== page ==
Story # 2
By Karen Stein
You may be wondering why Miatta didn't know when her birthday was or how old she is. I was wondering that too, and here is how I found out. While at camp, every day we met in small groups to get to know each other better and discuss the theme of the day. During one of these family sessions, the immigrants shared their stories of coming to America. They told about difficult journeys, hiding beneath garbage in trucks, and the impoverished conditions from their homeland. Miatta was not sharing her story.
After the group was dismissed, Miatta and I got into the golf cart to head down to the lake to go fishing. And on the way down she blurted out, "That was nothing."
"What was nothing, Miatta?" I inquired.
"They hiding in garbage trucks. In Africa people were hungry, real hungry. People had to eat the grass on the ground, people had to eat……….people. There was nothing to eat."
Miatta came from Liberia, a country at war. People were starving, soldiers were everywhere---shooting, killing. Miatta (who was about five years old), her older sister (about fifteen years old), and her older brother ran from the soldiers not knowing where the rest of their family was hiding. Her brother was shot in his feet. Miatta and her sister hid in the bush, covering their ears from the gunfire and watched as their brother bled to death. They ran and ran for days until at last they found a place to rest at a refuge camp in the neighboring country of Sierra Leone. Here they were given food, clothing and a safe place to lay their heads down to sleep at night.
Before long Miatta's sister married another refugee, who was living in the camp with his three younger brothers. She gave birth to a girl child, Miriatu. This was the first person in their family to have their birth date recorded. Miatta's niece was born on July 7, 2003.
Shortly after, Miriatu's father suffered a closed brain injury in a car accident. There was no medical care available. So it was, that this newly formed family of seven lived together, away from their war ridden country, in a refugee camp in Sierra Leone for the next five years, along with thousands of other refugees.
Representatives from Refugee Services in the United States came to visit and offer a chance for a select few to come to America, the land of opportunity. Countless wanted to go, not many were chosen. Miatta's family was among those seeking to come to America. Due to the serious injury of Mariatu's father, they were selected with the aim that he would be able to receive proper medical treatment. All that was required was for Miatta's big sister to sign an agreement that she would pay back $9,000, the cost of the airfare for her family to come to America. Not ever learning how to write, she put her X on the dotted line. In return, they would be given a place to stay for six months, a total monthly stipend of $400 for the family which seemed like a fortune to them, an opportunity for the children to attend school and learn how to read (a highly regarded skill that seemed an impossibility in their present condition), and medical care.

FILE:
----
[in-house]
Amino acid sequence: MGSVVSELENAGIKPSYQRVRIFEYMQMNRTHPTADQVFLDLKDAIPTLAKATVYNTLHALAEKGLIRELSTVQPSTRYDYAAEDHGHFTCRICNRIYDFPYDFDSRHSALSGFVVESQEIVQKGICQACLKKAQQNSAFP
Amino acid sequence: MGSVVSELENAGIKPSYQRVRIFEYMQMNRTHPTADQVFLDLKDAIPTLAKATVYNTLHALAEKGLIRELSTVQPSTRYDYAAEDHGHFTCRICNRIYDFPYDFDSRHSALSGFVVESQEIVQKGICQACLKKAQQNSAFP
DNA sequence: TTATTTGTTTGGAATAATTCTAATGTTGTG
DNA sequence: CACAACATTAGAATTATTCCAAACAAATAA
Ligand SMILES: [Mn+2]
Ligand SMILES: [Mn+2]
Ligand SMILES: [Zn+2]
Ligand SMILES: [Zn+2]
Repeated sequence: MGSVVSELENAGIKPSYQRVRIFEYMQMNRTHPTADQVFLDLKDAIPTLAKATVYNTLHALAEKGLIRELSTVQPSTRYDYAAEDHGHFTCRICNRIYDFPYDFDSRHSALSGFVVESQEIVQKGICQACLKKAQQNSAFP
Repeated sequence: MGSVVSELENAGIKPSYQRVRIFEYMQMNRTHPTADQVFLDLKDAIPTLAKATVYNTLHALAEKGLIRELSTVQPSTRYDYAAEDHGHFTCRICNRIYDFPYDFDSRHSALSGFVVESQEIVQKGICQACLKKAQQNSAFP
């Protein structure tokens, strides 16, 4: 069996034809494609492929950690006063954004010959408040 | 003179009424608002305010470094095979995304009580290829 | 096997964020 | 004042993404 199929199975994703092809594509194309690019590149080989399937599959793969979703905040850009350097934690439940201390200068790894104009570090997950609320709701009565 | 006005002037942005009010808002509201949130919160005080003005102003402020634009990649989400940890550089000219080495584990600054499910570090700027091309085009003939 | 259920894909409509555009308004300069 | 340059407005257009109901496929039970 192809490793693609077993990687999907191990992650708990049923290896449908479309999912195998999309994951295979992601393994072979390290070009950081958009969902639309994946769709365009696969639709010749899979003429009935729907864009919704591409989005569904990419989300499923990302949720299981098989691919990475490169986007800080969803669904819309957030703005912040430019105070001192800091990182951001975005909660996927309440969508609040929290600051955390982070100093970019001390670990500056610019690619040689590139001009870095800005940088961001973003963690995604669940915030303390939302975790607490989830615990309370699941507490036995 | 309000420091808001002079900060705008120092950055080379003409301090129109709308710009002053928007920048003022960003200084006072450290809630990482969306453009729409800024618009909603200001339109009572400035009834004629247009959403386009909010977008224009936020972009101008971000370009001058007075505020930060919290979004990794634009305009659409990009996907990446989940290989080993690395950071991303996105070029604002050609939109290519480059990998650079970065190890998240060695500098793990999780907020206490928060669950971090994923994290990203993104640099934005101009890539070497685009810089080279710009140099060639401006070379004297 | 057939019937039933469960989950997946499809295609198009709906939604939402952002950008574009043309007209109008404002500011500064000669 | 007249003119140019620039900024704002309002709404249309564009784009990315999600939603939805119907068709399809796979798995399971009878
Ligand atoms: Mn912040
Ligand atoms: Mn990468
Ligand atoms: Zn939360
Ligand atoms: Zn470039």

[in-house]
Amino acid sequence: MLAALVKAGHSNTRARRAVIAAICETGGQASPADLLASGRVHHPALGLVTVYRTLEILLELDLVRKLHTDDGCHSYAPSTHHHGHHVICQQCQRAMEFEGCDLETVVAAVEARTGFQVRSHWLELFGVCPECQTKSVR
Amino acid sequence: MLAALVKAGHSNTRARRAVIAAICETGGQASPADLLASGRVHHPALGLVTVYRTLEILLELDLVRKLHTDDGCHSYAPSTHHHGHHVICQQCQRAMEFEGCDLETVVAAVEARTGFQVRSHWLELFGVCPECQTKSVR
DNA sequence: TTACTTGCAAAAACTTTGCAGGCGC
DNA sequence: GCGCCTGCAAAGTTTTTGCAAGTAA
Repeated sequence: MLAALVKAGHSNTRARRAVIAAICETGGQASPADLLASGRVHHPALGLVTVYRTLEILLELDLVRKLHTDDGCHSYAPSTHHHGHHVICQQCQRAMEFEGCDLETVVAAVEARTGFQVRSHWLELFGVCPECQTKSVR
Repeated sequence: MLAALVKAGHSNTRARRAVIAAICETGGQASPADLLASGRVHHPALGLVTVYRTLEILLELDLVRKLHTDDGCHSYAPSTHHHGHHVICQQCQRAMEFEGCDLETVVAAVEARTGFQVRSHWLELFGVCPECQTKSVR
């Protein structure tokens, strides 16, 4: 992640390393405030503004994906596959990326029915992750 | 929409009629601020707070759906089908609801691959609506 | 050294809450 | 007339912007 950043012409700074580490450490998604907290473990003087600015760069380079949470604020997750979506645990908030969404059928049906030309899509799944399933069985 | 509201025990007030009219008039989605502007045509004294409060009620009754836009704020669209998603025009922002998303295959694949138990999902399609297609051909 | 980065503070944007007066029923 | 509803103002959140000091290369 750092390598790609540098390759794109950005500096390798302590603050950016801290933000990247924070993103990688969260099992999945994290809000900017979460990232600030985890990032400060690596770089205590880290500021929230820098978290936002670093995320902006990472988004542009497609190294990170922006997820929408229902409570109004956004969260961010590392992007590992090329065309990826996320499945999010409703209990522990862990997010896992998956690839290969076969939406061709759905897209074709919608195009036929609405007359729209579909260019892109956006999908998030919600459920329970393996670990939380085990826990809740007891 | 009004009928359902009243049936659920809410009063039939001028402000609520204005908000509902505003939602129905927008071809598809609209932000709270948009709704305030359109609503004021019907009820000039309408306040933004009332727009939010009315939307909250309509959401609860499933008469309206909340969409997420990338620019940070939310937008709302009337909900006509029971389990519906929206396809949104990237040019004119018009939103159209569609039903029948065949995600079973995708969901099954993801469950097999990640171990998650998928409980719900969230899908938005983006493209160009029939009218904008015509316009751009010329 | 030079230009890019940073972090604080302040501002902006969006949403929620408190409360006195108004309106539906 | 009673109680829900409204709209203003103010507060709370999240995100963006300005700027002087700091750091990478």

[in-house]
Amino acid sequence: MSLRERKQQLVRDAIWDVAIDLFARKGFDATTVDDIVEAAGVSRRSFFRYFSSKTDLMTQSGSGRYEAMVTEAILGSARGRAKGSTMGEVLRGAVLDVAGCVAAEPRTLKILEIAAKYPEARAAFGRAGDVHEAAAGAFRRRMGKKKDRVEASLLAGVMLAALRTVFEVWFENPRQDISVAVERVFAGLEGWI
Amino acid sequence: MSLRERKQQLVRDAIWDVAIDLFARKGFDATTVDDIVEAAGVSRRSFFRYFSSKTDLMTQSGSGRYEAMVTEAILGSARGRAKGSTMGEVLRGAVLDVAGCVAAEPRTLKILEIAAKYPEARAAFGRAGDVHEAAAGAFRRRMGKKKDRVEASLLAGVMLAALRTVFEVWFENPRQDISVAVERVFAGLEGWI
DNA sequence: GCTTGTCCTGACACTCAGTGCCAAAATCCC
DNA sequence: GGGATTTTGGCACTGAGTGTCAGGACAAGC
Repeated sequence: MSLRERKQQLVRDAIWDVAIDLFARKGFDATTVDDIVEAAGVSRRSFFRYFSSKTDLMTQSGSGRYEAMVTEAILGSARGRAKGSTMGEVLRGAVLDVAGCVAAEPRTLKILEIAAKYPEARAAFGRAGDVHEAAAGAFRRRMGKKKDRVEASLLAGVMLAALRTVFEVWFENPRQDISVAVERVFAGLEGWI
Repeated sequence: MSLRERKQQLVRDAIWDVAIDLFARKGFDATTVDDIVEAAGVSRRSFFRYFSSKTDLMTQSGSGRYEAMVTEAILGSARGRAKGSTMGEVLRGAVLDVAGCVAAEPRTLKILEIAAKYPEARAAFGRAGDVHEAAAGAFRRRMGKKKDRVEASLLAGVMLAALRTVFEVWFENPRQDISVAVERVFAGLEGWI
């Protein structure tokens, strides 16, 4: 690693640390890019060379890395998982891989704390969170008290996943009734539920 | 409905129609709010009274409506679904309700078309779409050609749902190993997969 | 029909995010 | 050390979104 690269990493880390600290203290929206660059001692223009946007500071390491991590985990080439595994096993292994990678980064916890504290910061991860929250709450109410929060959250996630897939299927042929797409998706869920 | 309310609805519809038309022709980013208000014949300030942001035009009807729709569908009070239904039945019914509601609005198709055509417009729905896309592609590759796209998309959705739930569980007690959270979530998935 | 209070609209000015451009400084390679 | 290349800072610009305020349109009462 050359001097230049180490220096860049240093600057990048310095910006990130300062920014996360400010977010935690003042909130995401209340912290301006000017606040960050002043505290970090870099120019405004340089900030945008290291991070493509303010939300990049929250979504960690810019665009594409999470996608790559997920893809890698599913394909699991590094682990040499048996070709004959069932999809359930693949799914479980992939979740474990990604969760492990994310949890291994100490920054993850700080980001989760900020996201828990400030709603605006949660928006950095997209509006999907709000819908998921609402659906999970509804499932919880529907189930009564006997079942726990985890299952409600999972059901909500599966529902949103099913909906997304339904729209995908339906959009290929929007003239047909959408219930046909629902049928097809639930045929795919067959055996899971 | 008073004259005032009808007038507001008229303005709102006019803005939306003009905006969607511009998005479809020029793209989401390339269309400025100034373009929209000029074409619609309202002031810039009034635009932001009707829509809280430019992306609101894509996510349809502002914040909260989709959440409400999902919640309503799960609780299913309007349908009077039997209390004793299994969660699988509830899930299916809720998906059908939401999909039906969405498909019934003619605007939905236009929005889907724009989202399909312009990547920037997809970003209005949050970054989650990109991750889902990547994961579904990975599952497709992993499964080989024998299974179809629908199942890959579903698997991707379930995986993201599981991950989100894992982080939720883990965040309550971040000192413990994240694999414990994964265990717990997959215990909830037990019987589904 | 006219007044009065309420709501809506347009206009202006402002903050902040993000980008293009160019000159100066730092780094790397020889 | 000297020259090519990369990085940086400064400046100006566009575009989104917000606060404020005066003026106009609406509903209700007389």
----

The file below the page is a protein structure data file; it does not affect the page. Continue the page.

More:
There were many hoops to jump through before they could depart. Passports are required to travel to another country. Only Mariatu had documentation of her birth. To obtain the official papers the others had to get their teeth examined to determine their age. January 1 of the year they were supposedly born was assigned to them as their date of birth. After completing all the necessary procedures, they were ready to embark on a journey over the Atlantic Ocean to begin a new life and new set of problems.
Unbeknownst to them, life in America was not as they envisioned it. Having limited English speaking skills and being totally illiterate, finding employment in a country where recession and rising unemployment was occurring was not happening.
Shortly after their arrival, Mariatu's father was admitted to the hospital. They found no effective treatment for his condition and he was released back to the family. Subsequently, he became violent and a restraining order was issued to keep him away from his family, for good.
Although they were given an apartment to live in, they were not given the information that a monthly water bill had to be paid. After the six-month adjustment period was over, the family was evicted for not paying the bill. Homeless, hungry, and unemployed, they sought refuge in a shelter. All the beds were filled, so they slept that night on the living room floor. In the morning, Miatta wanted their "African" food for breakfast. Her big sister went back to the old apartment to retrieve the remaining food left behind. There is a rule at the homeless shelter; Children are never to be left unattended. In her absence, Protective Services was called; the children were taken away and placed in foster homes. Miatta's foster mother enrolled her in school where I am a teacher. It was here where I met Miatta.
I invited Miatta to come to camp to celebrate her birthday.